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My wish-list for the next YAML


YAML is both universally used, and universally reviled. It has a lot of problems, but it also is so useful in solving specific tasks that it’s hard to replace. Some new kids on the block (such as TOML) have successfully taken over a portion of its market share, but it remains in force in places where those alternatives show their weaknesses.


I think it’s clear to most that YAML is in dire need of replacement, which is why many have tried. But many have also failed. So what are the key features of YAML which demonstrate its strengths, and key weaknesses that could be improved upon?


Let’s start with some things that YAML does well, which will have to be preserved.


Hierarchical relationships emphasized with whitespace. There is no better way of representing a hierarchical data structure than by actually organizing your information visually. Note that semantically meaningful whitespace is not actually required — the use of tokens like { is acceptable — so long as, by convention, hierarchies are visually apparent.

Defined independently of its implementation. There should not be a canonical implementation of the format (though a reference implementation is, perhaps, acceptable). It should not be defined as “a config library for $language”. Interoperability is key. It must have a specification.

Easily embeds documents written in other formats. This is the chief reason that YAML still dominates in CI configuration: the ability to trivially write scripts directly into config file, without escaping anything or otherwise molesting the script.


tasks:
- configure: |
jit_flags=""
if [ "$(uname -m)" != "x86_64" ]
then
    jit_flags=--without-jit
fi
./configure \
    --prefix=/usr \
    $jit_flags
- build: |
make
- test: |
make check

Both machine- and human-editable. It’s very useful for both humans and machines to collaborate on a YAML file. For instance, humans write build manifests for their git.sr.ht repos, and then the project hub adds steps to download and apply patches from mailing lists before submitting them to the build driver. For the human’s part, the ability to easily embed scripts (see above) and write other config parameters conveniently is very helpful — everyone hates config.json.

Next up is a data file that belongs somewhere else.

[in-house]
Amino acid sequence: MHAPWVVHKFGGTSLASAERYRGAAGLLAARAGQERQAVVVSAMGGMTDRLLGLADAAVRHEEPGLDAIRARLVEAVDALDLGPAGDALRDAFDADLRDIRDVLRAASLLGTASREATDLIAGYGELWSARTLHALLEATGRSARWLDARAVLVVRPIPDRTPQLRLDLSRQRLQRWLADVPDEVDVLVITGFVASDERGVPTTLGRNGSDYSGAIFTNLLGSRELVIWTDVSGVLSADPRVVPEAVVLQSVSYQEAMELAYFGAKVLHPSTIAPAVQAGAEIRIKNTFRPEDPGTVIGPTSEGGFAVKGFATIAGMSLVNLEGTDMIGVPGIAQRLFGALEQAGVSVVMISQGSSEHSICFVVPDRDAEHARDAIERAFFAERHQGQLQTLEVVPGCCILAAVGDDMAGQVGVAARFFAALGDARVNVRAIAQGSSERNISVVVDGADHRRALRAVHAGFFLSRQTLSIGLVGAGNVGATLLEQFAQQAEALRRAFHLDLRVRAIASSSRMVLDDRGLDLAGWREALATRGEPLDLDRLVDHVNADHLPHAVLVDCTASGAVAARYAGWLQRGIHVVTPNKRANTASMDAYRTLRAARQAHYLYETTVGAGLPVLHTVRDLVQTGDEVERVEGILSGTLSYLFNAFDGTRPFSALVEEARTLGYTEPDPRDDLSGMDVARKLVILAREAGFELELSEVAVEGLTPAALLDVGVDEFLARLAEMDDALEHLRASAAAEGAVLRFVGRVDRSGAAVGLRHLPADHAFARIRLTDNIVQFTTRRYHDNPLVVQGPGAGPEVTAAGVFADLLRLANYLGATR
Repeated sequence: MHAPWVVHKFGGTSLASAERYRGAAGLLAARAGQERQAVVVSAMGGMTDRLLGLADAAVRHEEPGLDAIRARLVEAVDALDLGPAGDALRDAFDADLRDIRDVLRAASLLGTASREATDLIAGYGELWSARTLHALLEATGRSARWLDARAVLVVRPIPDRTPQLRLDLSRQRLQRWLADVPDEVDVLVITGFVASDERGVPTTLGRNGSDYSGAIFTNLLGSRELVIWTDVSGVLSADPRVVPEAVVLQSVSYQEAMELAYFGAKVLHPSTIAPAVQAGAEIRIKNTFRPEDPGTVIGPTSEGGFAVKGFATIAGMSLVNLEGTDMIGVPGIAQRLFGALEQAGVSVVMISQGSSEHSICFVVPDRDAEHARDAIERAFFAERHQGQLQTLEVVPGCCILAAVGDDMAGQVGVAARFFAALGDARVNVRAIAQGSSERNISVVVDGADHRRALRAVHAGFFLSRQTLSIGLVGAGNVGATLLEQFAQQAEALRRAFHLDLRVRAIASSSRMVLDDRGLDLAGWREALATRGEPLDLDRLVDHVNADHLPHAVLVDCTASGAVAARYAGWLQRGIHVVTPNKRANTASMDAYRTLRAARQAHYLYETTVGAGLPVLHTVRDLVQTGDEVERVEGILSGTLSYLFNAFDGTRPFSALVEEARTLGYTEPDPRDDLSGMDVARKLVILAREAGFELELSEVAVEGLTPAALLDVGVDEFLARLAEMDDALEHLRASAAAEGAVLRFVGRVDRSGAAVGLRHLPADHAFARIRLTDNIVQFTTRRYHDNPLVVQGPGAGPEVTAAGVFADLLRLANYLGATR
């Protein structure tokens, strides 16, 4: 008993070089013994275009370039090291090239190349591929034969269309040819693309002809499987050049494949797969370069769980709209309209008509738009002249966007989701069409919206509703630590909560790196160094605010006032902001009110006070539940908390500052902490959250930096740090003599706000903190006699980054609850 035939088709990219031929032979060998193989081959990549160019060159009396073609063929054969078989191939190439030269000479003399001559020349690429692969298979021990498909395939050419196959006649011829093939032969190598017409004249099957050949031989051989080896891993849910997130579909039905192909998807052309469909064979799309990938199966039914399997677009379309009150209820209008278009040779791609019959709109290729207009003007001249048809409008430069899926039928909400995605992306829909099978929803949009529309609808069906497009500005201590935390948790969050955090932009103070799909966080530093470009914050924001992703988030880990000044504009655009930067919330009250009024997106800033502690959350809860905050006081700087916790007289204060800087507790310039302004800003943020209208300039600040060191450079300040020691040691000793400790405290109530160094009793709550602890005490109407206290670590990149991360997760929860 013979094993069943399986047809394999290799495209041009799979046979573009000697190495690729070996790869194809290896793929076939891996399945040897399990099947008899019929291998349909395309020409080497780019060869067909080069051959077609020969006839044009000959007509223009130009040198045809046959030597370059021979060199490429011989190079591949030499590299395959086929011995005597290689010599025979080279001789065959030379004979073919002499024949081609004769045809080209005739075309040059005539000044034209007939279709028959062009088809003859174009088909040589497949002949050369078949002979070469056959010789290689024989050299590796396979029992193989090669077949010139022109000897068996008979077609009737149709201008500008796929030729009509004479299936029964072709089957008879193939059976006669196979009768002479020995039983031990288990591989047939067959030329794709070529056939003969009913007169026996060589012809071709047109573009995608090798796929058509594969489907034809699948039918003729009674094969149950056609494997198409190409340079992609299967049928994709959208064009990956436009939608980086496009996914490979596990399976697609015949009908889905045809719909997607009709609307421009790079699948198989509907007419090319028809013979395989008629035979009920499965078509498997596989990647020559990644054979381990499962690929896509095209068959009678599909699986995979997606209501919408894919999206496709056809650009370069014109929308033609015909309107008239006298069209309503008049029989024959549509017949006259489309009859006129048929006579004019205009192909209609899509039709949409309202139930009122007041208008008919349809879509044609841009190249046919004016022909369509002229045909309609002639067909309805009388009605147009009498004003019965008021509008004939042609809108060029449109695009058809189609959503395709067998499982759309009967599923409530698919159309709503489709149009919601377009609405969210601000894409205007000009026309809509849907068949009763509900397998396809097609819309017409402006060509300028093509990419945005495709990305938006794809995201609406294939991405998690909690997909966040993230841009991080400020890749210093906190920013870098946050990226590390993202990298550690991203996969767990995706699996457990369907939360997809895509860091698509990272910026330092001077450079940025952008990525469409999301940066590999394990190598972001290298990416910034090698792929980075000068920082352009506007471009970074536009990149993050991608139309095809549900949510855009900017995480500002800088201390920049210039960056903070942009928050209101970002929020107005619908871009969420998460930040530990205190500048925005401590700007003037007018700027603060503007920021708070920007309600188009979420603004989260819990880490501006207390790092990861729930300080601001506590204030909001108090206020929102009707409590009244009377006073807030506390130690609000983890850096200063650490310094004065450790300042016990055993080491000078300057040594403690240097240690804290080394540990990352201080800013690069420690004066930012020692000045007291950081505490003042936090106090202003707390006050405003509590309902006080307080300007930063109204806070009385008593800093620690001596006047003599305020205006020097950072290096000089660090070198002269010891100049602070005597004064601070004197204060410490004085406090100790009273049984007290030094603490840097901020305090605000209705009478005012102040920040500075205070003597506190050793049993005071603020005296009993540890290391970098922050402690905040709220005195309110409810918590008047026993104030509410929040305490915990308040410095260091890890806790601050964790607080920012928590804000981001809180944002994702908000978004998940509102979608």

Not a programming language. YAML entities are a problem, but we’ll talk about that separately. In general, YAML files are not programs. They’re just data. This is a good thing. If you want, you can use a separate pre-processor, like jsonnet.


What needs to be improved upon?


A much simpler grammar. No more billion laughs, please. Besides this, 90% of YAML’s features go un-used, which increases the complexity of implementations, not to mention their attack surface, for little reason.

A means of defining a schema, which can influence the interpretation of the input. YAML does this poorly.


Consider the following YAML list:


items:
- hello
- 24
- world

Two of these are strings, and one is a number. Representing numbers and strings plainly like this makes it easier for humans to write, though requiring humans to write their values in a format which provides an unambiguous type is not so inconvenient as to save this trait from the cutting room floor. Leaving the ambiguity in place, without any redress, provides a major source of bugs in programs that consume YAML.


I don’t care about JSON interoperability. Being a superset of JSON is mildly useful, but not so much so as to compromise any other features or design. I’m prepared to yeet it at the first sign of code smells.


Someday I may design something like this myself, but I’m really hoping that someone else does it instead. Good luck!


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“My wish-list for the next YAML” was published on July 28, 2021.


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